Fort Washington – Ravenn Mathis, Bowie State University, Bowie, MD

Fort Washington – Antonia Hill, Spelman College, Atlanta, GA

Laurel – Salematou Traore, University Maryland Eastern Shore, Princess Anne, MD

Parkville- Marcel Jagne-Shaw, Morgan State University, Baltimore, MD

Owings Mills – Miles Jenkins, Hampton University, Hampton, VA

Waldorf – Danielle Hawkins, Hampton University, Hampton, VA

Woodbine – Mya Harvard, Spelman College, Atlanta, GA



Berrien Springs – Rian Cho, Meharry Medical College, Nashville, TN



Corinth – English Fields, Rust College, Holly Springs, MS

Edwards – Erica Harris, Hinds Community CollegeUtica Campus, Utica, MS

Greenville – Spencer Davis, Tougaloo College, Tougaloo, MS

Jackson – Nina Hill, Jackson State University, Jackson, MS

Natchez – Jonathan Weir, Alcorn State University, Alcorn, MS



Richfeild – Bryann Guyton, Shaw University, Raleigh, NC



Las Vegas – Maliq Kendricks, Tuskegee University, Tuskegee, AL



Camden – Christoff Lindsey, Prairie View A&M University, Prairie View, TX



Far Rockaway – Nathalie Nelson, Interdenominational Theological Center, Atlanta, GA

Cambria Heights- Gionelly Mills, Lincoln University of Pennsylvania, Lincoln University, PA



Charlotte – Elliot Jackson, Fayetteville State University, Fayetteville, NC

Charlotte – Raven Weathers, Livingstone College, Salisbury, NC

Charlotte – Mona Zahir, Winston Salem State University, Winston, Salem, NC

Durham – Tamina Kienka, North Carolina Central University, Durham, NC

Kinston – Kyle Brown, Winston Salem State University, Winston, Salem, NC

Winston – Salem, Tyler Duncan, Vorhees College, Denmark, SC



Cincinnati – Sierra Blackwell, Fisk University, Nashville, TN

Columbus – Christina Hathcer, Wilberforce University, Wilberforce, OH



Pittsburgh – Kevin Lee, Paul Quinn College, Dallas, TX

York – Kristin Shipley, North Carolina A&T University, Greensboro, NC



Hemingway – Kimesha Cooper, Claflin University, Orangeburg, SC

Orangeburg – Kareem Heslop, Claflin University, Orangeburg, SC

Orangeburg – Samuel Cole, South Carolina State University, Orangeburg, SC

Society Hill – Lamar Butler, Alabama State University, Montgomery, AL



Jackson – Tremaine Sails, Dunbar, American Baptist College, Nashville, TN

Memphis – Taevin Lewis, HarrisStowe State University, St. Louis, MO

Memphis – Keenan Lowery, Lane College, Jackson, TN

Memphis – Tamara Bates, Philander Smith College, Little Rock, AR



Arlington – Mira Bakine, Langston University, Langston, OK

Dallas – Nateisha Choice, Wiley College, Marshall, TX

Fort Worth – Britt Spears, Prairie View A&M University, Fort Worth, TX

Houston – Quentin Monroe, Central State University, Wilberforce, OH

Houston – Francis Vazquez, Texas Southern University, Houston, TX



Racine- Jeanni Simpson- Howard University, Washington, DC



Disputanta – Tatyana Calhoun, University of the District of Colombia, Washington, D.C.

Hampton – McKinley Strother, Elizabeth City State University, Elizabeth City, NC

Richmond – Leah Reid, Virginia Union University, Richmond, VA

Virginia Beach – Jasmine Dunbar, Norfolk State University, Norfolk, VA



St. Thomas – Tonecia Rogers, University of the Virgin Islands, St. Thomas, USVI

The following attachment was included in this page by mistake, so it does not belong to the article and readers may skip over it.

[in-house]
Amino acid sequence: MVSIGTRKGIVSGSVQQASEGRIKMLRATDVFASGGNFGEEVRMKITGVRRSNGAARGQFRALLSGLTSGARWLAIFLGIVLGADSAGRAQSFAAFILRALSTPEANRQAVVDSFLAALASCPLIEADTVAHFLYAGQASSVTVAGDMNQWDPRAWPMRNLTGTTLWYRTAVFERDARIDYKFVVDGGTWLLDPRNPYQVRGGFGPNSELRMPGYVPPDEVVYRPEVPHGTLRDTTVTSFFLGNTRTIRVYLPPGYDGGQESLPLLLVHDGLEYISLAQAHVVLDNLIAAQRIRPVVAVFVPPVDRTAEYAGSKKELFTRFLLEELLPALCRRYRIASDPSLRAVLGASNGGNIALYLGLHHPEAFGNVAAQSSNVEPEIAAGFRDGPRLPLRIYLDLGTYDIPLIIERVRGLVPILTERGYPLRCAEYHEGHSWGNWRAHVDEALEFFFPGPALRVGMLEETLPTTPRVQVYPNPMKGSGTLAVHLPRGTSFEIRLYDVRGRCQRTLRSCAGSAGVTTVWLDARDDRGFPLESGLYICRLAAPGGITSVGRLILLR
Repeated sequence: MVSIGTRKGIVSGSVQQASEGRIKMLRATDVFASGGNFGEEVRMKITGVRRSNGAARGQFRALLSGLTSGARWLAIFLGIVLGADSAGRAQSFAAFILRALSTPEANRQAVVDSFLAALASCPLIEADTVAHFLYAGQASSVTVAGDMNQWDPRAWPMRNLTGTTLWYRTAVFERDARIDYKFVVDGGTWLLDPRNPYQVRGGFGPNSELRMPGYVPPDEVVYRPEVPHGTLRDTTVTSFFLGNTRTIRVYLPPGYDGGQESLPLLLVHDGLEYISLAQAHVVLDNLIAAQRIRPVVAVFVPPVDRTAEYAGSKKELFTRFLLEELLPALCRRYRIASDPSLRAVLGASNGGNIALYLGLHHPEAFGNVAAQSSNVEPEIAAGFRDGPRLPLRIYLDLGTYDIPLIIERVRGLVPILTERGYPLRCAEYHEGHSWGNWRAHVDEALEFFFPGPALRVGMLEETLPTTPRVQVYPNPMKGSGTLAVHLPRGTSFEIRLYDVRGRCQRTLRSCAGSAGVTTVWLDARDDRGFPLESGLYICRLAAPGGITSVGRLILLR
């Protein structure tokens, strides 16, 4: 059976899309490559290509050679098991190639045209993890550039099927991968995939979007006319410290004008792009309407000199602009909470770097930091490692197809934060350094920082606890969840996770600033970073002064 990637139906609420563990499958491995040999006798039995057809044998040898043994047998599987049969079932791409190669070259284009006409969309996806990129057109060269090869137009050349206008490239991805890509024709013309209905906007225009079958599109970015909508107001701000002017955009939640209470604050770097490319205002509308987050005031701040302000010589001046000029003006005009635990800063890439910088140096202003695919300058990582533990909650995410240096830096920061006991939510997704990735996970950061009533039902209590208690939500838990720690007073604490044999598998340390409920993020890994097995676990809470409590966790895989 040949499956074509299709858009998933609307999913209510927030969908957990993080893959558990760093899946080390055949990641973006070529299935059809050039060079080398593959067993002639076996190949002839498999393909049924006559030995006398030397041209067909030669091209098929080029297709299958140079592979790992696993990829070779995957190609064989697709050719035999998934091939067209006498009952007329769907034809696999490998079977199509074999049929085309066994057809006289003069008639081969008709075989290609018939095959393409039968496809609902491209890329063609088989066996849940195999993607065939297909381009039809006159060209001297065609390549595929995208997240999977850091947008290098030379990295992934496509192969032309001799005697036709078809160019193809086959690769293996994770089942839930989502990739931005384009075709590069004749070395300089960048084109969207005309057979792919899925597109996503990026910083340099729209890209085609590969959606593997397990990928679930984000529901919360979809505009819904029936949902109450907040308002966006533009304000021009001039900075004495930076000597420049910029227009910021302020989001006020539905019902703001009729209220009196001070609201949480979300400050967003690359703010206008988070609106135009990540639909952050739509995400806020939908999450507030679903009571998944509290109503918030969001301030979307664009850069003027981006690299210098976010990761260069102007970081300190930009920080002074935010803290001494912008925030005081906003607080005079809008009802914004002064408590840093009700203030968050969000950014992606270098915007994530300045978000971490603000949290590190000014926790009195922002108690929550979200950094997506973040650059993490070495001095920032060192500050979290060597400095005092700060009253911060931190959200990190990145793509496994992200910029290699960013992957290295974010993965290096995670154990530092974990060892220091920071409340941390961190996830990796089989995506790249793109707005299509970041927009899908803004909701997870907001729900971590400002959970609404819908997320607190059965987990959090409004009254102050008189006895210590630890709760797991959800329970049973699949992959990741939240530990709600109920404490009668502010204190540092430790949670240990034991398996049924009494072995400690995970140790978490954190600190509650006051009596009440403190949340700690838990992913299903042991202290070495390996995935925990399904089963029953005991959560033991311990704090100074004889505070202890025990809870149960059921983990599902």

Enugu – Jude Okanya, Paine College, Augusta, GA



Johannesburg – Andronica Klaas, Johnson C. Smith University, Charlotte, NC


The Passing of Executive Director Dr. George Cooper

The Passing of Executive Director Dr. George Cooper

I, along with the entire staff of the White House Initiative on HBCUs, am deeply saddened to learn about the passing of Dr. George Cooper.  Yesterday, I spent some time at Dr. Cooper’s home with his family.  As they mourn, they appreciate the encouragement and support from many people with whom Dr. Cooper has inspired.  Dr. Cooper provided us with guidance and mentorship.  As a supervisor, he was light on giving directives and heavy on imparting wisdom.  We grew under his leadership, as he provided the perfect mix of candor, levity and urgency with dealing with office priorities.  He was interesting to listen to and easy to talk with.  He took joy in blending new and senior perspectives on HBCUs.  His legacy lives on through all of us. – Ivory A. Toldson, Deputy Director

Below are official statements on Dr. Cooper’s passing:

Statement by the President on the Passing of Dr. George Cooper

Michelle and I were saddened to learn of the passing of Dr. George Cooper, the Executive Director of the White House Initiative on Historically Black Colleges and Universities (HBCUs). As a native of Tallahassee, FL, George’s love of education and HBCUs began as a student at Florida Agricultural and Mechanical University, continuing his education at Tuskegee University and receiving his Ph. D. at the University of Illinois at Urbana. George spent the majority of his life ensuring that students at our nation’s HBCUs were receiving a quality education and had the necessary resources to succeed and make their communities and our country better. He served on the faculty at several universities including Alabama A&M University, Tuskegee University and as President of South Carolina State University. His service extended beyond working with students at institutions.  For 17 years, he worked with the U.S. Department of Agriculture’s National Institute of Food and Agriculture, ensuring that HBCUs and other minority-serving institutions were receiving adequate resources to strengthen research and academic programs. George’s passing is a great loss for my Administration, the HBCU and higher education communities and for everyone that knew him.  Our thoughts and prayers are with his wife Diane, family and friends during this difficult time. – Barack Obama, President